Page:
Schumann’s admiration for Moscheles’s music lasted even after he himself had achieved fame, and almost inevitably his own first set of variations was indebted to the older composer: just months before he completed the Abegg Variations, Schumann wowed an audience in Heidelberg by performing Moscheles’s then- renowned Variations on La Marche d’Alexandre. The influence of that showpiece can be heard in the ostentatious three-part textures (creating the illusion of an extra ‘third’ hand) of the first variation, and the frequent use of showy filigree work in the right-hand treble part.

What is remarkable, though, is how Schumann found his distinctive voice even in this first published work: certainly one may also hear the influence of the warmly expressive harmonies of Beethoven’s late piano sonatas (perhaps most distinctly Op.109 with its variations-form finale). Yet Schumann expresses his own sensibility in its chromatic harmonies and in rhythms more supple than in the Moscheles variations he used as his ‘blueprint’. Most striking is the fourth ‘Cantabile’ variation, where Schumann breaks away from the predominant F major tonality not to the conventional F minor, but to the more remote key of A flat (F minor’s related major key), soon wandering into various other keys as if teasing his listeners by avoiding the expected F minor, creating a curious sense of expectancy before rounding the variations off with a ‘Finale alla fantasia’. There is a similar playfulness in Schumann’s choice of title: the impressively titled ‘Mademoiselle Pauline Comtesse d’Abegg’ to whom his work was ostensibly dedicated was a mere whimsy, having no existence beyond an imaginary excuse to have the last name ‘translated’ into musical pitches – A-B flat-E-G-G – from which his theme embarks.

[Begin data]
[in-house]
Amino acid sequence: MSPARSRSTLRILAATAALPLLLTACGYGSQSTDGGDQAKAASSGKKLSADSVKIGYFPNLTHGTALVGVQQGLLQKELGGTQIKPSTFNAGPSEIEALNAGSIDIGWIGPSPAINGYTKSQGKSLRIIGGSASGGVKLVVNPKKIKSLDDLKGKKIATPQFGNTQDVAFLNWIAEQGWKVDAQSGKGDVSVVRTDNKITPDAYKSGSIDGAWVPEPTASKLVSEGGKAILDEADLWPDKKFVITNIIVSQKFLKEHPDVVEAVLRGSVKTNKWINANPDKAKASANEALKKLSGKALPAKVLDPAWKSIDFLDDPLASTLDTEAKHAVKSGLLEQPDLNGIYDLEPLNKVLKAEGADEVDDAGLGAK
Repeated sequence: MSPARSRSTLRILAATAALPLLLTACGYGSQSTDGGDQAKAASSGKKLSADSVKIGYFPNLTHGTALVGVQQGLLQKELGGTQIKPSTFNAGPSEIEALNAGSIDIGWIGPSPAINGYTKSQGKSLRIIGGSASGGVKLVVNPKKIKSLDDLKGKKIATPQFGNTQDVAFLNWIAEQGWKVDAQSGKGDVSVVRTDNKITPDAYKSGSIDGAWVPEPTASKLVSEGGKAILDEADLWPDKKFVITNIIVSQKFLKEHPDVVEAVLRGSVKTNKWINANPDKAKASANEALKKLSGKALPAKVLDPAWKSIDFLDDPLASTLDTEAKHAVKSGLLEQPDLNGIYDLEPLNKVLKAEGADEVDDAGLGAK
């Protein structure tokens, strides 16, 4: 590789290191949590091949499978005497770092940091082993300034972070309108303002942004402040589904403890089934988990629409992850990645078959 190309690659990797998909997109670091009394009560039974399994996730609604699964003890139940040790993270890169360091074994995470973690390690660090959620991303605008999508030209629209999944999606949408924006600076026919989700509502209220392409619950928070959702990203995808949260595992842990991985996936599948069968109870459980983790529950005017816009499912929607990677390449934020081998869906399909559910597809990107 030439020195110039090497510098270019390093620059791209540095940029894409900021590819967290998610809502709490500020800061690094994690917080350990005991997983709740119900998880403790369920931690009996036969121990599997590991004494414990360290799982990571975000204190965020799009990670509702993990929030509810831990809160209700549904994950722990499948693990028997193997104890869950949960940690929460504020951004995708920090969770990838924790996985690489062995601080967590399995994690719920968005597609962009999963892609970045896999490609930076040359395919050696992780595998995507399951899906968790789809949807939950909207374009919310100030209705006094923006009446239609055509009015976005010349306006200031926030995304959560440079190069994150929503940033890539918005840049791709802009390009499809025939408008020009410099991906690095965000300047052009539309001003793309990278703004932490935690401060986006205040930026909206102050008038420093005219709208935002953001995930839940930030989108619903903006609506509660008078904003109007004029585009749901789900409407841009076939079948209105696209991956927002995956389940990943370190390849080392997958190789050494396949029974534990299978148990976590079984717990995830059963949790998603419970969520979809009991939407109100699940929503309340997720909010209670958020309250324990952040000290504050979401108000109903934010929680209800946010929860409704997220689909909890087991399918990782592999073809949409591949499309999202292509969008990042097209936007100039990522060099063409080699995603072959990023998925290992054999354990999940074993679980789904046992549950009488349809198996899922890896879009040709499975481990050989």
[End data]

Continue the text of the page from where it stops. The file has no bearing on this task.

Just a year later, Schumann embarked on his second career, almost as celebrated as his first as a composer, as a music critic. His maiden review, published on 7 December 1831 in the Allgemeine musikalische Zeitung, was a landmark essay on Chopin’s Op.2, the Variations on ‘Là ci darem la mano’ from Mozart’s Don Giovanni. This included Schumann’s famous acclamation – “Hats off, gentlemen, a genius” – which he put in the mouth of the fictional Eusebius (the contemplative half of
the imaginary duo who featured in several of Schumann’s writings, the other being Florestan, the hot-headed Romantic). Schumann was not in fact alone in his recognition of Chopin’s genius; his teacher, Friedrich Wieck, also published a laudatory notice, whose scarcely less fanciful language the Polish pianist thought hilarious.

More sober and acerbic in character than Schumann, Chopin was nonetheless one of the greatest poets of the piano. Witness the unhurried, limpid grace of the Andante spianato, whose charming central interlude-like episode surely inspired Elgar’s Dream Children some 70 years later. Chopin composed the Andante in 1834 as a preface to his very different Grande Polonaise Brillante which he had started years earlier before leaving Warsaw; extrovert, apparently carefree and increasingly ferocious in its virtuosic demands, this was one of his last essays in that dance form which he completed in 1831 in Vienna (just months before Schumann’s laudatory review was published). Originally written for piano and orchestra, the Grande Polonaise was premiered coupled with the opening Andante spianato, with Chopin playing the solo part, at a Conservatoire concert in Paris, 26 April 1835. However it was widely agreed that the orchestral part was crudely written and largely redundant, and though the two pieces remain coupled, nowadays the Grande Polonaise is heard in a version for piano solo Chopin arranged two years after that premiere.

One of the forms Chopin pioneered for piano literature was the Ballade, appropriating the name from the world of poetry. His Ballade No.4, Op.52, is one of his most profound compositions not only in that form but also in all of his piano works. This was composed in 1842 when Chopin – by then in precarious health (recent scholars suggest he suffered from cystic fibrosis, rather than tuberculosis) – was living with the cross-dressing woman novelist George Sand. They spent summers at her country house in Nohant, central France, and it was partly there that he composed this gently melancholic masterpiece. Rich in its variety of textures, and at times approaching the contrapuntal intricacy of Brahms’s late piano works (and for one startling moment seeming to look forward to the German composer’s Intermezzo in A major, Op.118 with five soft, organ-like chords), it is a work which seems to reveal yet more avenues of feeling with each hearing.